Google has just officially introduced its latest smartphones, and much to everyone's expectations given the numerous rumors so far, the Nexus series has been phased out in favor of a new take on the concept of Android phones, called Pixel and Pixel XL. Unlike previous Nexus devices which were created in collaboration with other tech giants including Samsung, LG, and HTC, the Google Pixel smartphone has been designed by Google inside and out, and marks the company's entry in the mobile segment with its own hardware. During the presentation, Google's officials have discussed the various exciting features surrounding the Pixel, and interestingly enough the company was keen to emphasize on the smartphone's premium camera capabilities.
The Google Pixel and Pixel XL are equipped with the same 12.3-megapixel camera, boasting a Sony IMX378 sensor with an f/2.0 aperture, large 1.55-micron pixels to allow more light to hit the sensor, and Phase Detection Auto-Focus (PDAF) technology. On paper, the package sounds very promising, and indeed, Google claims that the camera is very capable in practice. In fact, Google has revealed that the Pixel's camera has received the highest rating from DxOMark Mobile for a smartphone camera, ever. The sensor is rated at a score of 89 points and overtakes the HTC 10, the Samsung Galaxy S7 Edge, and the Sony Xperia X Performance, all of which have scored 88 points. DxOMark Mobile have given the Apple iPhone 7's camera a score of 86 points which is the same as for the Samsung Galaxy S6 Edge, and lastly, Google's second most powerful smartphone after the Pixel and Pixel XL – the Google Nexus 6P – scores 84 points in the camera department.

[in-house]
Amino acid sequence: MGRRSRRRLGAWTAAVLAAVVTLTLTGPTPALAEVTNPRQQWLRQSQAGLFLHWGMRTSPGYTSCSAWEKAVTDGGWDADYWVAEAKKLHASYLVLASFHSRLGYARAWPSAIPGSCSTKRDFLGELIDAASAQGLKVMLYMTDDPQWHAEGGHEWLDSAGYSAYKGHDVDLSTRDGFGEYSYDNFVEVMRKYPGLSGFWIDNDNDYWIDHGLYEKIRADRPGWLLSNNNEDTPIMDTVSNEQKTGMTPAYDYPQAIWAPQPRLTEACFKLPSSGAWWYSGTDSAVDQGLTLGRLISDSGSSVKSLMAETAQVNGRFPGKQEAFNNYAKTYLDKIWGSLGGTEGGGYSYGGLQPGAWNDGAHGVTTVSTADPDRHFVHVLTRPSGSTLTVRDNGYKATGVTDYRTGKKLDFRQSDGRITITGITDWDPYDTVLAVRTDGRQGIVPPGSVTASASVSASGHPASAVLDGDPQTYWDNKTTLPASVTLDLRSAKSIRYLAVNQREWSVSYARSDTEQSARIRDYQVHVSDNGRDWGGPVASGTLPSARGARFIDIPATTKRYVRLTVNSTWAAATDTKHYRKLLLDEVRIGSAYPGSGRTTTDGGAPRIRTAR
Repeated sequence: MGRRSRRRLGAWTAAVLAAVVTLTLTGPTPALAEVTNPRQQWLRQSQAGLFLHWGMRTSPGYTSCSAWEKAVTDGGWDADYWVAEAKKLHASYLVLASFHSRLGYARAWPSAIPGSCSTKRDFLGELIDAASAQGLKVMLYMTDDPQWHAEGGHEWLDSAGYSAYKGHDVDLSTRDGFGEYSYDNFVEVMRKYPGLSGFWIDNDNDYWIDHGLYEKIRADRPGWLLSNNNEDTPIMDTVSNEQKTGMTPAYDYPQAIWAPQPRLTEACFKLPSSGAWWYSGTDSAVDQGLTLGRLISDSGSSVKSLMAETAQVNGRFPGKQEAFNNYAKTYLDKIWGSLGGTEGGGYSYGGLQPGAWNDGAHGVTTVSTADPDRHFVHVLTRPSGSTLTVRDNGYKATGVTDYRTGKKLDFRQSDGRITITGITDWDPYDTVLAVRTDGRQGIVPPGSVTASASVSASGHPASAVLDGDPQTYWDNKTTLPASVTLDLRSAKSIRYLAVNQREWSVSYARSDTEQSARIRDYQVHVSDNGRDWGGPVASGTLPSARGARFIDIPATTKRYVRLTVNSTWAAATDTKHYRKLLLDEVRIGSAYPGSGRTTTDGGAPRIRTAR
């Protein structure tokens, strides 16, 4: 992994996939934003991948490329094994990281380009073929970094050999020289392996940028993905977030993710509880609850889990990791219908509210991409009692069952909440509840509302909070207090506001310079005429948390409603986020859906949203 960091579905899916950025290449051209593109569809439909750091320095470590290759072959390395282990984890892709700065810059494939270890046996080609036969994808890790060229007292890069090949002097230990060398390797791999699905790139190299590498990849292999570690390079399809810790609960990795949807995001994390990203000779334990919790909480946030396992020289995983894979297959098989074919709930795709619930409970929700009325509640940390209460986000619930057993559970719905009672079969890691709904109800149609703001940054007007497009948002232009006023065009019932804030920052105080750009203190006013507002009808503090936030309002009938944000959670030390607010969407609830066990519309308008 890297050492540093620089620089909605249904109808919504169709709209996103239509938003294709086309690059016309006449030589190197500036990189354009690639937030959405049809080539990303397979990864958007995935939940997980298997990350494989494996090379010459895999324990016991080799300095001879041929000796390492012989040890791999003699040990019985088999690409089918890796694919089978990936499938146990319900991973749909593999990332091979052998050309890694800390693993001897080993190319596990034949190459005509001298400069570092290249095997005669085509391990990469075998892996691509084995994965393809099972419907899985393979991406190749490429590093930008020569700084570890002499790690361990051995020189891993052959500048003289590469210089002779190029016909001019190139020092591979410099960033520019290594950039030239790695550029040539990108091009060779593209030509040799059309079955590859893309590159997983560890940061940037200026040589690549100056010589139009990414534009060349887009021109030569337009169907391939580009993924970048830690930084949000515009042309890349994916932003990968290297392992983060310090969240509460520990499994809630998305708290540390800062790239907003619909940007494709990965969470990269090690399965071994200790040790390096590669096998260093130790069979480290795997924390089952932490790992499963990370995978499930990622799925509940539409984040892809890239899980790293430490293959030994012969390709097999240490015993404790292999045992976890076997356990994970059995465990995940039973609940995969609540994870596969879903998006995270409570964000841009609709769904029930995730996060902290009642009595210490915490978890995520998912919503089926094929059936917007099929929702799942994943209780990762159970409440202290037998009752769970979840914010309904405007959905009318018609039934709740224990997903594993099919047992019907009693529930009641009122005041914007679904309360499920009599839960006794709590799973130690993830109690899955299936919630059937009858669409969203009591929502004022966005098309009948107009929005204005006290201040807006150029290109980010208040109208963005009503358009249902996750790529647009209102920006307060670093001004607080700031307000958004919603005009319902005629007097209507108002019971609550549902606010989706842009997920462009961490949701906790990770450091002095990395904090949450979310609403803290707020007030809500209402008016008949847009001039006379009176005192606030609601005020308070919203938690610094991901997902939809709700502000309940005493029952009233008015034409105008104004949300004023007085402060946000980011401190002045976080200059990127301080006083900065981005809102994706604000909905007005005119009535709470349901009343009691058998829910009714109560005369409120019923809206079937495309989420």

The camera fitted on the Google Pixel smartphones boasts zero shutter lag, always-on HDR functions for improved quality in a variety of lighting conditions, and through software wizardry the resulting images are sharper, less blurry, and deliver improved dynamic range. But what's very interesting to note – and Google didn't shy away from pointing this detail out either – is that the Pixel and Pixel XL don't have a camera hump. This particular characteristic has made its way on numerous premium smartphones over the past few years for the sake of accommodating more powerful cameras, but impressively enough Google seems to have created a very capable sensor that requires no such shortcuts in terms of design. The Pixel and Pixel XL conceal their cameras very elegantly compared to its rivals, and hopefully, more smartphone makers will follow in Google's footsteps.